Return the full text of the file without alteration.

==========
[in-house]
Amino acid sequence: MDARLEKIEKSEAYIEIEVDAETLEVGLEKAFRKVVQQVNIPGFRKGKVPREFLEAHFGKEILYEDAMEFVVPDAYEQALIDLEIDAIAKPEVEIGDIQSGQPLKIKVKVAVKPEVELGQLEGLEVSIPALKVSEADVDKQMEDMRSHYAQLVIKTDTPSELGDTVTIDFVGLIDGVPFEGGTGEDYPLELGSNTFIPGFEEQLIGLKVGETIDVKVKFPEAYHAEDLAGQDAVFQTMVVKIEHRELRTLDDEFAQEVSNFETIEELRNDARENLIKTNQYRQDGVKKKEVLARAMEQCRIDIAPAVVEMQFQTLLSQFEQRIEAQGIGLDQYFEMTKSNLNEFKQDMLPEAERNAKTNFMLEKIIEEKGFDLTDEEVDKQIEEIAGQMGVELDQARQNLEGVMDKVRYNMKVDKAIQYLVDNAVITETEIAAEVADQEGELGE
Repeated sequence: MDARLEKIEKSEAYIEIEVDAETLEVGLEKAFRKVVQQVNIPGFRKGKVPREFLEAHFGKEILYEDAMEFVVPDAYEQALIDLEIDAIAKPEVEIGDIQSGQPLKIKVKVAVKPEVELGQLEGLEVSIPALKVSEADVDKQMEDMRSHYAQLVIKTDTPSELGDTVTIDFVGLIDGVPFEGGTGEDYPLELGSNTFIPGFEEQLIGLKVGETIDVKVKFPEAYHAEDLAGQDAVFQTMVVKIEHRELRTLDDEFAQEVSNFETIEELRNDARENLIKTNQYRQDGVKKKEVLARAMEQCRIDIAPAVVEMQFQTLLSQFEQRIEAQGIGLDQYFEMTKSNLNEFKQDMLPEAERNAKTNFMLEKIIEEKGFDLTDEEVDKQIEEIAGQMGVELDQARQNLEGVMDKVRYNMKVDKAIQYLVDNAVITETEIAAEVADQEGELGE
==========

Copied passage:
[in-house]
Amino acid sequence: MDARLEKIEKSEAYIEIEVDAETLEVGLEKAFRKVVQQVNIPGFRKGKVPREFLEAHFGKEILYEDAMEFVVPDAYEQALIDLEIDAIAKPEVEIGDIQSGQPLKIKVKVAVKPEVELGQLEGLEVSIPALKVSEADVDKQMEDMRSHYAQLVIKTDTPSELGDTVTIDFVGLIDGVPFEGGTGEDYPLELGSNTFIPGFEEQLIGLKVGETIDVKVKFPEAYHAEDLAGQDAVFQTMVVKIEHRELRTLDDEFAQEVSNFETIEELRNDARENLIKTNQYRQDGVKKKEVLARAMEQCRIDIAPAVVEMQFQTLLSQFEQRIEAQGIGLDQYFEMTKSNLNEFKQDMLPEAERNAKTNFMLEKIIEEKGFDLTDEEVDKQIEEIAGQMGVELDQARQNLEGVMDKVRYNMKVDKAIQYLVDNAVITETEIAAEVADQEGELGE
Repeated sequence: MDARLEKIEKSEAYIEIEVDAETLEVGLEKAFRKVVQQVNIPGFRKGKVPREFLEAHFGKEILYEDAMEFVVPDAYEQALIDLEIDAIAKPEVEIGDIQSGQPLKIKVKVAVKPEVELGQLEGLEVSIPALKVSEADVDKQMEDMRSHYAQLVIKTDTPSELGDTVTIDFVGLIDGVPFEGGTGEDYPLELGSNTFIPGFEEQLIGLKVGETIDVKVKFPEAYHAEDLAGQDAVFQTMVVKIEHRELRTLDDEFAQEVSNFETIEELRNDARENLIKTNQYRQDGVKKKEVLARAMEQCRIDIAPAVVEMQFQTLLSQFEQRIEAQGIGLDQYFEMTKSNLNEFKQDMLPEAERNAKTNFMLEKIIEEKGFDLTDEEVDKQIEEIAGQMGVELDQARQNLEGVMDKVRYNMKVDKAIQYLVDNAVITETEIAAEVADQEGELGE